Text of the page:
TAIPEI (REUTERS, BLOOMBERG, XINHUA) - A Taiwan express train with almost 500 aboard derailed in a tunnel on Friday morning (April 2), killing at least 50 passengers - the youngest victim is six years old - and injuring 146 in one of the island's worst rail tragedies in 40 years.
The train had apparently hit a truck that slid off a nearby road leading to a construction site.
The Taroko Express was travelling from Taipei to the south-eastern city of Taitung when it derailed north of tourist hot spot Hualien around 9.30am local time, said the National Fire Agency.
The train, which has eight coaches, was carrying many tourists and people heading home to be with family at the start of a four-day long weekend amid the Qing Ming tomb-sweeping holiday.
Transportation and Communications Minister Lin Chia-lung told reporters at the accident scene that the train was carrying 496 people.
Taiwan media said that many people were standing as the train was full, and they were thrown about when it crashed, and showed pictures of survivors being led out the tunnel.
Images of the crash scene showed carriages inside the tunnel ripped apart from the impact, while others crumpled, hindering rescuers from reaching passengers.
The 44-year-old train driver was killed in the derailment, United Daily News reported. He was earlier thought to be 33 years old. His assistant, aged 32, also died in the crash.
By mid-afternoon no one was still trapped, though the fire department said it had found body parts, meaning the number of those killed, who included the driver, was likely to rise.
“People just fell all over each other, on top of one another,” a woman who survived the crash told domestic television. “It was terrifying. There were whole families there.”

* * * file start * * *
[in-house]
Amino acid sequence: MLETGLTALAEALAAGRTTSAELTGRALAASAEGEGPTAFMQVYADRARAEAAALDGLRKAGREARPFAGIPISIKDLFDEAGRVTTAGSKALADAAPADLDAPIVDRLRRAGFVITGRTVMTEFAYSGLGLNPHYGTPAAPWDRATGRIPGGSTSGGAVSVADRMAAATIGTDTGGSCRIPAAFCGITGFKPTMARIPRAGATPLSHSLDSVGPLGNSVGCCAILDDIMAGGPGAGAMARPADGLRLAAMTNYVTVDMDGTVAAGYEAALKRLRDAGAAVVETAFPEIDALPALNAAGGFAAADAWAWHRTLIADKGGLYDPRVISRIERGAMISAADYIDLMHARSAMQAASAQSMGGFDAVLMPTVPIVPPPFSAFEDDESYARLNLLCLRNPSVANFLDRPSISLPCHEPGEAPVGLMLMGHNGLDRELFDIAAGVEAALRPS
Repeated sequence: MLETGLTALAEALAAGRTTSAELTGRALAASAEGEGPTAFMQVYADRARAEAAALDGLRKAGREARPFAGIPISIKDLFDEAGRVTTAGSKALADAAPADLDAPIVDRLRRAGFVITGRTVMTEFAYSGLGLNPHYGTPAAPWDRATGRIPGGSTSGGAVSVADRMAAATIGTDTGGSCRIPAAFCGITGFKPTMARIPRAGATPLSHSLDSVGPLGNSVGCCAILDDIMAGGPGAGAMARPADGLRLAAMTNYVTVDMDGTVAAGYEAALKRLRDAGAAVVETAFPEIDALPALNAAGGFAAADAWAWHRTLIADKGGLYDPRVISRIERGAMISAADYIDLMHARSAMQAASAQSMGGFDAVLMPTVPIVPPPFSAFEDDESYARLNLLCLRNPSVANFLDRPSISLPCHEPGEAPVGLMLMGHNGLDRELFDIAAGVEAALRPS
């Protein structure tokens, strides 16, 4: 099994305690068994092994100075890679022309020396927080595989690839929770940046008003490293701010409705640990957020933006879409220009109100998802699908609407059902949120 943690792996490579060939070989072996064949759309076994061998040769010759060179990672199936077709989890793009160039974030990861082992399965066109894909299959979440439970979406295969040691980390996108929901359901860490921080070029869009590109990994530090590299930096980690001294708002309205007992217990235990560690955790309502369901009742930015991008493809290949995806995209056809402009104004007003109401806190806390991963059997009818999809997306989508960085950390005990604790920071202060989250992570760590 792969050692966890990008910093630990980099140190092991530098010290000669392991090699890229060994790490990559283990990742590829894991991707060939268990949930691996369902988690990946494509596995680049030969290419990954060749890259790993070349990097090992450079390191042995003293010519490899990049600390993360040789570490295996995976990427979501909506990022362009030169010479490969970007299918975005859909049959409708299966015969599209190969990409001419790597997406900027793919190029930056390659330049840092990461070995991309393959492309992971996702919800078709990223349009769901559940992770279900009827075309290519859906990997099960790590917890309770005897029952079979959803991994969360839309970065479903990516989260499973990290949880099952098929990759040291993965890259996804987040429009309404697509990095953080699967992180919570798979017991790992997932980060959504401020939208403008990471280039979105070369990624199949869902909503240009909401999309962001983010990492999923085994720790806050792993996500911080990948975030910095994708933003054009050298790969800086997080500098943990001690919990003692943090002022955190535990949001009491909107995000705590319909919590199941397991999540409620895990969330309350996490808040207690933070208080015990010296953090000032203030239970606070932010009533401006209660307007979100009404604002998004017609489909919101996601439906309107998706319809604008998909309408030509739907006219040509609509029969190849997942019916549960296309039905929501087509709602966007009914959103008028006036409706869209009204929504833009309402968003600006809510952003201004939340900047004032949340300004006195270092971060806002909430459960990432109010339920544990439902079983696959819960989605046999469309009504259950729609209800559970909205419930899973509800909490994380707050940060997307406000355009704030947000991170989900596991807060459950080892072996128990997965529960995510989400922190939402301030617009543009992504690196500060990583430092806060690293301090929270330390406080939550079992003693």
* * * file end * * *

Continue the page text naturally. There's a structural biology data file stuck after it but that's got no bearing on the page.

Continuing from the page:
Taiwan’s government said there were 496 people on the train, including 120 without seats.
Many were tourists and people heading home at the start of a traditional long weekend holiday to tend to family graves. One French citizen was amongst the dead, officials said.
The train was travelling from Taipei, the capital, to the southeastern city of Taitung.
It came off the rails north of the eastern city of Hualien after hitting a truck that had slid off a road from a nearby construction site, Feng Hui-sheng, the Taiwan Railways Administration’s deputy director, told reporters.
Feng said the manager of the site, which was stabilising the mountainside to prevent landslides, visited around 9am local time and stopped his truck in front of the site office.
“At present it is suspected because the vehicle wasn’t braked properly, it slid for around 20 metres along the site access road and entered the eastern trunk line,” he added.
The official Central News Agency said police had taken in the manager for questioning.
The fire department showed a picture of what appeared to be wreckage of the truck beside the derailed train, with an aerial image of one end of the train still on the track next to the construction site.